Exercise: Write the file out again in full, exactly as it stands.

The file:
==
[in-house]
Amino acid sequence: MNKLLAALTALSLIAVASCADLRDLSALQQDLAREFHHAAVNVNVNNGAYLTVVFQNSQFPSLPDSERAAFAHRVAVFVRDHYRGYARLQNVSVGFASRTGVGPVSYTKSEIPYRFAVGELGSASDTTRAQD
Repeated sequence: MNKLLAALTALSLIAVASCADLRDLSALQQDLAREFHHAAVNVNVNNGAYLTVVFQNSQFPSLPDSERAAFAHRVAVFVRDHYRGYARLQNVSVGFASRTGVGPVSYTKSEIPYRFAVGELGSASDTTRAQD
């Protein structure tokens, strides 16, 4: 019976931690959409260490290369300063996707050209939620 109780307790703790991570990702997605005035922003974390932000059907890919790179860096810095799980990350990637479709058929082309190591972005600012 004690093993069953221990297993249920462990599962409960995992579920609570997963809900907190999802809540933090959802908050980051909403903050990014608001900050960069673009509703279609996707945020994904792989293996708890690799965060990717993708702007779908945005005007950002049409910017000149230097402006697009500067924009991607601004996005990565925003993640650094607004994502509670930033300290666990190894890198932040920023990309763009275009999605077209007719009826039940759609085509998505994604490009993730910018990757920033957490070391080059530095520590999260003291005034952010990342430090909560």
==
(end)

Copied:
[in-house]
Amino acid sequence: MNKLLAALTALSLIAVASCADLRDLSALQQDLAREFHHAAVNVNVNNGAYLTVVFQNSQFPSLPDSERAAFAHRVAVFVRDHYRGYARLQNVSVGFASRTGVGPVSYTKSEIPYRFAVGELGSASDTTRAQD
Repeated sequence: MNKLLAALTALSLIAVASCADLRDLSALQQDLAREFHHAAVNVNVNNGAYLTVVFQNSQFPSLPDSERAAFAHRVAVFVRDHYRGYARLQNVSVGFASRTGVGPVSYTKSEIPYRFAVGELGSASDTTRAQD
């Protein structure tokens, strides 16, 4: 019976931690959409260490290369300063996707050209939620 109780307790703790991570990702997605005035922003974390932000059907890919790179860096810095799980990350990637479709058929082309190591972005600012 004690093993069953221990297993249920462990599962409960995992579920609570997963809900907190999802809540933090959802908050980051909403903050990014608001900050960069673009509703279609996707945020994904792989293996708890690799965060990717993708702007779908945005005007950002049409910017000149230097402006697009500067924009991607601004996005990565925003993640650094607004994502509670930033300290666990190894890198932040920023990309763009275009999605077209007719009826039940759609085509998505994604490009993730910018990757920033957490070391080059530095520590999260003291005034952010990342430090909560």